As our cities grew and our housing settlements changed, we began to separate the places where we live from the places where food is grown. The average North American food item now travels 1,500 kilometres to reach the grocery store shelves.
The quest for a more sustainable way of living is taking aim at this separation of people and food with a commitment to urban agriculture. There are few places in North America where urban agriculture is exploding as fast as it is in the Vancouver area.
The urban agricultural movement promises a new vision where people are living in harmony with the lands and ecosystems around them. Urban agriculture invites food production back into our communities through innovative planning and design.
Source – Vancouver Sun – Urban agriculture exploding in Vancouver by Bob Ransford
“Once people become more aware of green issues, they recognize the advantages,” he says. “If a house, because it is well-insulated and has an efficient heating system, costs $300 less a month to maintain than a similar neighbouring house, that house is worth more.”
An Eco Home survey conducted by Royal LePage Real Estate suggests Canadians are looking for greener homes and are ready to put their real estate dollars on the line for these purchases. Almost three quarters (72 per cent) of the 1,266 people surveyed said they would look for an environmentally improved property when buying their next home, and 63 per cent said they would pay more for an eco-friendly home.
Source: globeandmail.com: The push to greener housing.
Can eco-density be beautiful? By Adele Weder
Vancouver, B.C. wrestles with how to make new buildings and greater density produce better, less uniform architecture. It turns out nobody has a very clear image of what that would look like.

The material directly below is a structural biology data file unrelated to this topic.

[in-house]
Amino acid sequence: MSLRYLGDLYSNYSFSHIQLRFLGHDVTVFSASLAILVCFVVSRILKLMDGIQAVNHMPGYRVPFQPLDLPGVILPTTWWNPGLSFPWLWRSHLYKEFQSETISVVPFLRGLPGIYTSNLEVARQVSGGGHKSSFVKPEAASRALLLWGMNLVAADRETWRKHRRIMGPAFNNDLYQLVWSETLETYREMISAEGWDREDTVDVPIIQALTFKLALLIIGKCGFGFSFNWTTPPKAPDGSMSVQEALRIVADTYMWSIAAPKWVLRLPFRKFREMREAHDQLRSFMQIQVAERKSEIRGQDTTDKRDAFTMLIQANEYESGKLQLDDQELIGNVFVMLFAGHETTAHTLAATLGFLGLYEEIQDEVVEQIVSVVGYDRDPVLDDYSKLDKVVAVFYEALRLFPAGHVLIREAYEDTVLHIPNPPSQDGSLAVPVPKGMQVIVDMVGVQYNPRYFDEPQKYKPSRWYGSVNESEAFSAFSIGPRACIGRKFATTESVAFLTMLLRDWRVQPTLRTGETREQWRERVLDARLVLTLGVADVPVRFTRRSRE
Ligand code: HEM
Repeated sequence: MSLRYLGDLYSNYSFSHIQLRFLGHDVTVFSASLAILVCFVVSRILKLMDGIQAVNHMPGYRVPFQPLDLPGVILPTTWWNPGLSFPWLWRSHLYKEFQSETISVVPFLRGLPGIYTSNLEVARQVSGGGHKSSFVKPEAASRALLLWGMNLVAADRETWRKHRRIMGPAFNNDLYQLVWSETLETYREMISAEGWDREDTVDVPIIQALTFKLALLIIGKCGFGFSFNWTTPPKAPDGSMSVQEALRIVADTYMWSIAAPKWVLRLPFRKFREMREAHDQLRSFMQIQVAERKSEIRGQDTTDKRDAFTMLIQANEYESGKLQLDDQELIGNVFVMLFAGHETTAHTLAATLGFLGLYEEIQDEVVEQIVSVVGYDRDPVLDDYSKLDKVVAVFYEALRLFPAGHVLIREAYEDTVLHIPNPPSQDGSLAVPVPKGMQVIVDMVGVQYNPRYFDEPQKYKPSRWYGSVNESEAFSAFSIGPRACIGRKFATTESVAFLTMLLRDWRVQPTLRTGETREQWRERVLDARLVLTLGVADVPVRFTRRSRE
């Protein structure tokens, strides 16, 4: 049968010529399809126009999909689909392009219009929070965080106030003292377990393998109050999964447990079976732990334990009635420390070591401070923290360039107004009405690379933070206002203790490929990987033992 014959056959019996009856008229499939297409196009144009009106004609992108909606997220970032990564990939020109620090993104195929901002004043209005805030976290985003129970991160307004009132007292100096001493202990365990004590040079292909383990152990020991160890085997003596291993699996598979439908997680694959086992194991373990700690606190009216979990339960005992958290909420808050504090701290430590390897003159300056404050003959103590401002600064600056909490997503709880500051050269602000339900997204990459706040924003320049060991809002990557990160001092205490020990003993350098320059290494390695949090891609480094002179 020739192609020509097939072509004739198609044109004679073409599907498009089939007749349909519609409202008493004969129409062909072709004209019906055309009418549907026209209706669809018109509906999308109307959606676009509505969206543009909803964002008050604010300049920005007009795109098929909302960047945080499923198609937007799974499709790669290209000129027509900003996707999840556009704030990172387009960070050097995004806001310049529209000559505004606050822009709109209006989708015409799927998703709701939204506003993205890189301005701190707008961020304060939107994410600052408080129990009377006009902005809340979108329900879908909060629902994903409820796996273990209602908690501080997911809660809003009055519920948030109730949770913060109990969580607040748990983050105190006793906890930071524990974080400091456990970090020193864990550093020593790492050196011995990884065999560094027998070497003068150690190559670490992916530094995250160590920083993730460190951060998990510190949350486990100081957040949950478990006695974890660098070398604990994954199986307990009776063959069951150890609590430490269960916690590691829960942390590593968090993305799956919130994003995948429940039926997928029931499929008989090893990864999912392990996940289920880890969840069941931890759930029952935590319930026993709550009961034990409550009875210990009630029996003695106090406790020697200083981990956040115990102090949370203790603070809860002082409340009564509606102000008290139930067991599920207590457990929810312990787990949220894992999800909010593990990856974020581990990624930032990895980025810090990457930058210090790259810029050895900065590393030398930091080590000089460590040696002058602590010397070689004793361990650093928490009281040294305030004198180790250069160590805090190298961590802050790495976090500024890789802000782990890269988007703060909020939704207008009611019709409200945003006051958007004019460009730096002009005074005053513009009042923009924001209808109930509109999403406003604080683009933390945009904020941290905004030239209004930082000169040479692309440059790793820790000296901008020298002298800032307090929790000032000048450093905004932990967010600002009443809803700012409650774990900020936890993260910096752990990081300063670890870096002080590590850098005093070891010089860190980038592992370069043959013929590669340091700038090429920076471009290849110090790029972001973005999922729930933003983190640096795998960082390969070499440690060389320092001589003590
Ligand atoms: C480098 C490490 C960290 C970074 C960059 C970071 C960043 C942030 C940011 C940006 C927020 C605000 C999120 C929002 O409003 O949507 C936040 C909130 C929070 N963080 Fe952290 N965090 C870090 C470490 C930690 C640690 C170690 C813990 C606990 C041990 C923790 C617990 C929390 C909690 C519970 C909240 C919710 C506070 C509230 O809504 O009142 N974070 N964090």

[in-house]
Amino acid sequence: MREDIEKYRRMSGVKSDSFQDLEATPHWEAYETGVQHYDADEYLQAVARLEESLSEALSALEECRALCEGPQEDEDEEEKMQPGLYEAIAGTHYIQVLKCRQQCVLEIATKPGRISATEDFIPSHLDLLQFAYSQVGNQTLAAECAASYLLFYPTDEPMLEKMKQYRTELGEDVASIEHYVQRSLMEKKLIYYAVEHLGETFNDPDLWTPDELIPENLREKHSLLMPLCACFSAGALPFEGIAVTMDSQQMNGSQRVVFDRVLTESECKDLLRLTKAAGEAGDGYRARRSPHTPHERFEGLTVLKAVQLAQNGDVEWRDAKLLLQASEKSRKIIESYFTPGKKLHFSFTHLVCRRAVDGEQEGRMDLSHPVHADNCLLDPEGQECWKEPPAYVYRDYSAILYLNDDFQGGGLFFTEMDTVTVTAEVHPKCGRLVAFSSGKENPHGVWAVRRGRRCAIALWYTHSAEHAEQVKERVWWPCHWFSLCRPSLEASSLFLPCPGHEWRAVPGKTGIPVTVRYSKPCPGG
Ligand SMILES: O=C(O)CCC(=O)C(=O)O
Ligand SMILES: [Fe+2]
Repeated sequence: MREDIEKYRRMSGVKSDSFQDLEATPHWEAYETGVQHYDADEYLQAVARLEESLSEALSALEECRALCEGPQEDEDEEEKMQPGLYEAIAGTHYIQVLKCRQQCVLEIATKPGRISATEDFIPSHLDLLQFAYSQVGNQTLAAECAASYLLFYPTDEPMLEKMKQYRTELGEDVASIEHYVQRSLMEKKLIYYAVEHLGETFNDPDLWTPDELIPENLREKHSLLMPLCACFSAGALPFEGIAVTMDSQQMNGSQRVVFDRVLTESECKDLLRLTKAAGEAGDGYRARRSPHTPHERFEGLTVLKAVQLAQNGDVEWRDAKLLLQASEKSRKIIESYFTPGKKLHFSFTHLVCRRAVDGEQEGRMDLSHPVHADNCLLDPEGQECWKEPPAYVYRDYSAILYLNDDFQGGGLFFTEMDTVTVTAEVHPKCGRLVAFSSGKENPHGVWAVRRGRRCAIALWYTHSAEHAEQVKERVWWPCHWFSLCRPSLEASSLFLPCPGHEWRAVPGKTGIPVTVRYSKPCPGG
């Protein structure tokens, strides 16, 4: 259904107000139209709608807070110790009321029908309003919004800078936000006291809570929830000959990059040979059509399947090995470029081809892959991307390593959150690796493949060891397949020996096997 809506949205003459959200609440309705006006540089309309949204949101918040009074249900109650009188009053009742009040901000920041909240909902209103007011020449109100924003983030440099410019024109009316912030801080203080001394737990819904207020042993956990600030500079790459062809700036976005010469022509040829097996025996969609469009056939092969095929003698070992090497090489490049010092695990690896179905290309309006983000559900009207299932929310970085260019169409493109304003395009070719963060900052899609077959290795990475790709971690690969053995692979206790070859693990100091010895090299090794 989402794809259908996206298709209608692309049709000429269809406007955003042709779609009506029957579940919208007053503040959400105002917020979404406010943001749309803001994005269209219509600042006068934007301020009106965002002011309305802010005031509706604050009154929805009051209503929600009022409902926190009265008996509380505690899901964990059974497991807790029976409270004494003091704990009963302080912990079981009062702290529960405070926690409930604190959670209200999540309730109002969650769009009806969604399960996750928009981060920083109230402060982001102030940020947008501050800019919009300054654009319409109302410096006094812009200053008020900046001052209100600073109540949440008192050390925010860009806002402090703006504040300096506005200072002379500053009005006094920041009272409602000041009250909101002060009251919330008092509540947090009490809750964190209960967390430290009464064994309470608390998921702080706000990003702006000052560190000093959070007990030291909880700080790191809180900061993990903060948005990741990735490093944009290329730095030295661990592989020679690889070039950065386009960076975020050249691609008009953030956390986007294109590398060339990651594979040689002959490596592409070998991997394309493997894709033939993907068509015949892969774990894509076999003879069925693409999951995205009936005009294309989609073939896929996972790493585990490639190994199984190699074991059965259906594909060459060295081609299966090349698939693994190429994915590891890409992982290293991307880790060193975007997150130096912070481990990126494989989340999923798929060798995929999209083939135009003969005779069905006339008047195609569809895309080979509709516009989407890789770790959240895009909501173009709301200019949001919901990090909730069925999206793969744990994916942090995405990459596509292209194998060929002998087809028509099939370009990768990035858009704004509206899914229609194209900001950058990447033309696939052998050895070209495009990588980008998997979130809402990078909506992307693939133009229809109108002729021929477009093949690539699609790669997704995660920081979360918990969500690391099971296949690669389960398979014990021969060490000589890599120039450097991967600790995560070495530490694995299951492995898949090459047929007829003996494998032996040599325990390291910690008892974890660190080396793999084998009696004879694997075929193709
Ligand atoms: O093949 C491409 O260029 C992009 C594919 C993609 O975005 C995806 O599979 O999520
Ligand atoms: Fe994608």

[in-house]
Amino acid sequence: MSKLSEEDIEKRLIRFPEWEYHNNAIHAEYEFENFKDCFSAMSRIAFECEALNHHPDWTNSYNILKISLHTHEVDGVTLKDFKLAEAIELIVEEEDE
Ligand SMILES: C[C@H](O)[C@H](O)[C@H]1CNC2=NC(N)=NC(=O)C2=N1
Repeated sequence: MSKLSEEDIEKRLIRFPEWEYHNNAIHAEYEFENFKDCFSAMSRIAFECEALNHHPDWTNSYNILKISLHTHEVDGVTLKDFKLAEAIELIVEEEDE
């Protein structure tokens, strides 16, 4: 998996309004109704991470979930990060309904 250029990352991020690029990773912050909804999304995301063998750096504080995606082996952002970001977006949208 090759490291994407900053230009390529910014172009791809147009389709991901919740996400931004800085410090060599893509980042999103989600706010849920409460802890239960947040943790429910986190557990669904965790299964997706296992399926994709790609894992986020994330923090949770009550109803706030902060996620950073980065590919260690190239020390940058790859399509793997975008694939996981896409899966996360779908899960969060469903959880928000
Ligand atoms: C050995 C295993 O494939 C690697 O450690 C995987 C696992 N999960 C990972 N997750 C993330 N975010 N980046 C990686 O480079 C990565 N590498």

…..Nobody has a clue what an eco-dense city will actually look like — or even what we want it to look like. New York? Shanghai? Disneyland?
At this and other eco-density public hearings, presenter and star eco-densifier Peter Busby has brandished a freshly produced, beautiful little booklet entitled mdash; what else? mdash; “Busby on Eco-Density,” as he offered an impassioned manifesto. The booklet contains clear and attractive illustrations of what Vancouver might “look like” under varying degrees of eco-density mdash; but in the abstract.
Source: Crosscut Seattle – Can eco-density be beautiful?.
Editors Note: The article is well written and well worth the read
As landscape architects and design professionals we try our hardest to be green in our designs with water sensitive design, plants from the local ecology and materials from close to the project. And we also try to bring that green environment to our offices and work places with recycling bins, energy efficient lighting and providing bike racks for staff. But we often forget about the things that we have over the years become more and more reliant on – our computers and printers.
Over the last few years we have swapped our energy sucking CRT monitors for LCD panels and changed to digital format of pdf and dwf. However we always use the printers day in and day out and now Xerox has created the Sustainability Calculator to help us truly find out how green our office is by calculating all our office printers – Energy, Greenhouse Gas and Solid Waste use.
Xerox have also provided a few tips on how your office could be greener.
Source: Xerox North America